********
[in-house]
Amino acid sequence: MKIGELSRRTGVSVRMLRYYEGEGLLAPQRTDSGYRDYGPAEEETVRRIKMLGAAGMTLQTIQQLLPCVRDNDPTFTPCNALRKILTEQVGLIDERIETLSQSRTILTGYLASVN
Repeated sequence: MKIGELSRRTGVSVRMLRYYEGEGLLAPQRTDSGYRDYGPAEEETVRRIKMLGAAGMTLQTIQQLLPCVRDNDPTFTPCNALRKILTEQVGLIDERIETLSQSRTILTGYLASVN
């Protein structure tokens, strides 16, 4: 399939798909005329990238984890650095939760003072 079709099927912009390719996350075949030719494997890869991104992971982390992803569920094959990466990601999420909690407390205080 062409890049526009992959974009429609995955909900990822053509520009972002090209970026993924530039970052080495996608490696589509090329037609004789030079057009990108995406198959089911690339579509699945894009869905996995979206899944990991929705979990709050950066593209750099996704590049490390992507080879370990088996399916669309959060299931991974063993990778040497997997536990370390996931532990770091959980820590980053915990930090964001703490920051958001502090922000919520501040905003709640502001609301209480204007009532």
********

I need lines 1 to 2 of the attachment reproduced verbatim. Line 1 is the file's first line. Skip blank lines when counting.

[in-house]
Amino acid sequence: MKIGELSRRTGVSVRMLRYYEGEGLLAPQRTDSGYRDYGPAEEETVRRIKMLGAAGMTLQTIQQLLPCVRDNDPTFTPCNALRKILTEQVGLIDERIETLSQSRTILTGYLASVN